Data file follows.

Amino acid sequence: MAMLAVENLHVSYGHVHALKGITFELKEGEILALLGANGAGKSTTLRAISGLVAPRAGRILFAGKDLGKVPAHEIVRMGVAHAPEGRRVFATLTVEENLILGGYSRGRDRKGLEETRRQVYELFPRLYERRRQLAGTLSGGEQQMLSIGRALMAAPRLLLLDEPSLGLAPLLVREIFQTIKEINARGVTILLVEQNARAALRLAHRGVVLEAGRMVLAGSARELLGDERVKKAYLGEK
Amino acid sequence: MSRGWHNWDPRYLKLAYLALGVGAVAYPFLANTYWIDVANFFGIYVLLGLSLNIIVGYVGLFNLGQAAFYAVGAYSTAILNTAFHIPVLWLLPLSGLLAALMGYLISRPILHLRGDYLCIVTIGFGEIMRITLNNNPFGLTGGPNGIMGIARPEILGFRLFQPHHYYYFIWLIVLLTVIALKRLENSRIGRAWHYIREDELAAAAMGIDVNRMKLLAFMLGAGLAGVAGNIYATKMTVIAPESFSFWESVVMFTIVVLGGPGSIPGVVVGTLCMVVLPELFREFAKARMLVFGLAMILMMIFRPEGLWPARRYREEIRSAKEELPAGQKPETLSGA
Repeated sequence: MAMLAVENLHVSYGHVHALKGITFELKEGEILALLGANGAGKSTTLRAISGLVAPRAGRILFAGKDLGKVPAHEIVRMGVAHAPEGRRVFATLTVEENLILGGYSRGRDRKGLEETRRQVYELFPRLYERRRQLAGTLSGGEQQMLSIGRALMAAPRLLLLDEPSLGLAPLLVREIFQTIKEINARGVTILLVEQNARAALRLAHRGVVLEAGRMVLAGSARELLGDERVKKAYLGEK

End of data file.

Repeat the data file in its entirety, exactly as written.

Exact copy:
Amino acid sequence: MAMLAVENLHVSYGHVHALKGITFELKEGEILALLGANGAGKSTTLRAISGLVAPRAGRILFAGKDLGKVPAHEIVRMGVAHAPEGRRVFATLTVEENLILGGYSRGRDRKGLEETRRQVYELFPRLYERRRQLAGTLSGGEQQMLSIGRALMAAPRLLLLDEPSLGLAPLLVREIFQTIKEINARGVTILLVEQNARAALRLAHRGVVLEAGRMVLAGSARELLGDERVKKAYLGEK
Amino acid sequence: MSRGWHNWDPRYLKLAYLALGVGAVAYPFLANTYWIDVANFFGIYVLLGLSLNIIVGYVGLFNLGQAAFYAVGAYSTAILNTAFHIPVLWLLPLSGLLAALMGYLISRPILHLRGDYLCIVTIGFGEIMRITLNNNPFGLTGGPNGIMGIARPEILGFRLFQPHHYYYFIWLIVLLTVIALKRLENSRIGRAWHYIREDELAAAAMGIDVNRMKLLAFMLGAGLAGVAGNIYATKMTVIAPESFSFWESVVMFTIVVLGGPGSIPGVVVGTLCMVVLPELFREFAKARMLVFGLAMILMMIFRPEGLWPARRYREEIRSAKEELPAGQKPETLSGA
Repeated sequence: MAMLAVENLHVSYGHVHALKGITFELKEGEILALLGANGAGKSTTLRAISGLVAPRAGRILFAGKDLGKVPAHEIVRMGVAHAPEGRRVFATLTVEENLILGGYSRGRDRKGLEETRRQVYELFPRLYERRRQLAGTLSGGEQQMLSIGRALMAAPRLLLLDEPSLGLAPLLVREIFQTIKEINARGVTILLVEQNARAALRLAHRGVVLEAGRMVLAGSARELLGDERVKKAYLGEK